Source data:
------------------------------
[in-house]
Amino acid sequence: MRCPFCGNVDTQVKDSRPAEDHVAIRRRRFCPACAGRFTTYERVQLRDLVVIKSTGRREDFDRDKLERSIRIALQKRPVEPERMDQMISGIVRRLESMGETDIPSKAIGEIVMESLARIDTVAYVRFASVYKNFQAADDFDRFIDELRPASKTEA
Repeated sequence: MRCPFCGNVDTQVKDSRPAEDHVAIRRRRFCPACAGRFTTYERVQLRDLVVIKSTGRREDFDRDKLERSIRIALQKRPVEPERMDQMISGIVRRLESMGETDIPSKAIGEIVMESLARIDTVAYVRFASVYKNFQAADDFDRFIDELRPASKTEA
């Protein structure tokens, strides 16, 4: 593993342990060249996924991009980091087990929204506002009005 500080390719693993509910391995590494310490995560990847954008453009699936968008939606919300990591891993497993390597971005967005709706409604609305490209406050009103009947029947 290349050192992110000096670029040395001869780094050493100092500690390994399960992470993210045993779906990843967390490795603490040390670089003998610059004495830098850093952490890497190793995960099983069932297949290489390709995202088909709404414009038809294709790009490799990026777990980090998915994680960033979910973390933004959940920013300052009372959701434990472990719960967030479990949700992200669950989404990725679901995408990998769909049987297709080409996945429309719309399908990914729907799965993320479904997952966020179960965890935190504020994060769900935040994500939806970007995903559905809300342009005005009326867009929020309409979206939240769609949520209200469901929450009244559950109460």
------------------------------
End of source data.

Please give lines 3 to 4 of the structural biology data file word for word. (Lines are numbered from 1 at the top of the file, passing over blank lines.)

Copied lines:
Repeated sequence: MRCPFCGNVDTQVKDSRPAEDHVAIRRRRFCPACAGRFTTYERVQLRDLVVIKSTGRREDFDRDKLERSIRIALQKRPVEPERMDQMISGIVRRLESMGETDIPSKAIGEIVMESLARIDTVAYVRFASVYKNFQAADDFDRFIDELRPASKTEA
């Protein structure tokens, strides 16, 4: 593993342990060249996924991009980091087990929204506002009005 500080390719693993509910391995590494310490995560990847954008453009699936968008939606919300990591891993497993390597971005967005709706409604609305490209406050009103009947029947 290349050192992110000096670029040395001869780094050493100092500690390994399960992470993210045993779906990843967390490795603490040390670089003998610059004495830098850093952490890497190793995960099983069932297949290489390709995202088909709404414009038809294709790009490799990026777990980090998915994680960033979910973390933004959940920013300052009372959701434990472990719960967030479990949700992200669950989404990725679901995408990998769909049987297709080409996945429309719309399908990914729907799965993320479904997952966020179960965890935190504020994060769900935040994500939806970007995903559905809300342009005005009326867009929020309409979206939240769609949520209200469901929450009244559950109460």